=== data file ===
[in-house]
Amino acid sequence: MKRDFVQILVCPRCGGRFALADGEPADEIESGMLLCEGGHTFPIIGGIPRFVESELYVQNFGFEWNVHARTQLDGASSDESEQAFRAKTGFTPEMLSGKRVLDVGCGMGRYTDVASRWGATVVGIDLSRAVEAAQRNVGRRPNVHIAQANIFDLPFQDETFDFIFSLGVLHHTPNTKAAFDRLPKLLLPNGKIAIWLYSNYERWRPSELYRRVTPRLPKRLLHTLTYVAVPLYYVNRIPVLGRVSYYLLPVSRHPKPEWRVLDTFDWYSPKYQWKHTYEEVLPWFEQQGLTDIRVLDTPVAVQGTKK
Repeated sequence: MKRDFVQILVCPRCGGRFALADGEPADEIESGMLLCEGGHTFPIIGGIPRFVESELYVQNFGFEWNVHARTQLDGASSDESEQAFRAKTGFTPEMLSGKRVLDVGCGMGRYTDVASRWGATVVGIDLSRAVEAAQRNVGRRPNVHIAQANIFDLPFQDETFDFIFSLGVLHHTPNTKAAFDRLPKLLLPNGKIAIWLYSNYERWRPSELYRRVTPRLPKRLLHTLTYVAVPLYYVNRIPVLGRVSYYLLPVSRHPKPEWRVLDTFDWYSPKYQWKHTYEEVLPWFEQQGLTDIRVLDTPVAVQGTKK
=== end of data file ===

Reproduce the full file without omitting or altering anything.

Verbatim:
[in-house]
Amino acid sequence: MKRDFVQILVCPRCGGRFALADGEPADEIESGMLLCEGGHTFPIIGGIPRFVESELYVQNFGFEWNVHARTQLDGASSDESEQAFRAKTGFTPEMLSGKRVLDVGCGMGRYTDVASRWGATVVGIDLSRAVEAAQRNVGRRPNVHIAQANIFDLPFQDETFDFIFSLGVLHHTPNTKAAFDRLPKLLLPNGKIAIWLYSNYERWRPSELYRRVTPRLPKRLLHTLTYVAVPLYYVNRIPVLGRVSYYLLPVSRHPKPEWRVLDTFDWYSPKYQWKHTYEEVLPWFEQQGLTDIRVLDTPVAVQGTKK
Repeated sequence: MKRDFVQILVCPRCGGRFALADGEPADEIESGMLLCEGGHTFPIIGGIPRFVESELYVQNFGFEWNVHARTQLDGASSDESEQAFRAKTGFTPEMLSGKRVLDVGCGMGRYTDVASRWGATVVGIDLSRAVEAAQRNVGRRPNVHIAQANIFDLPFQDETFDFIFSLGVLHHTPNTKAAFDRLPKLLLPNGKIAIWLYSNYERWRPSELYRRVTPRLPKRLLHTLTYVAVPLYYVNRIPVLGRVSYYLLPVSRHPKPEWRVLDTFDWYSPKYQWKHTYEEVLPWFEQQGLTDIRVLDTPVAVQGTKK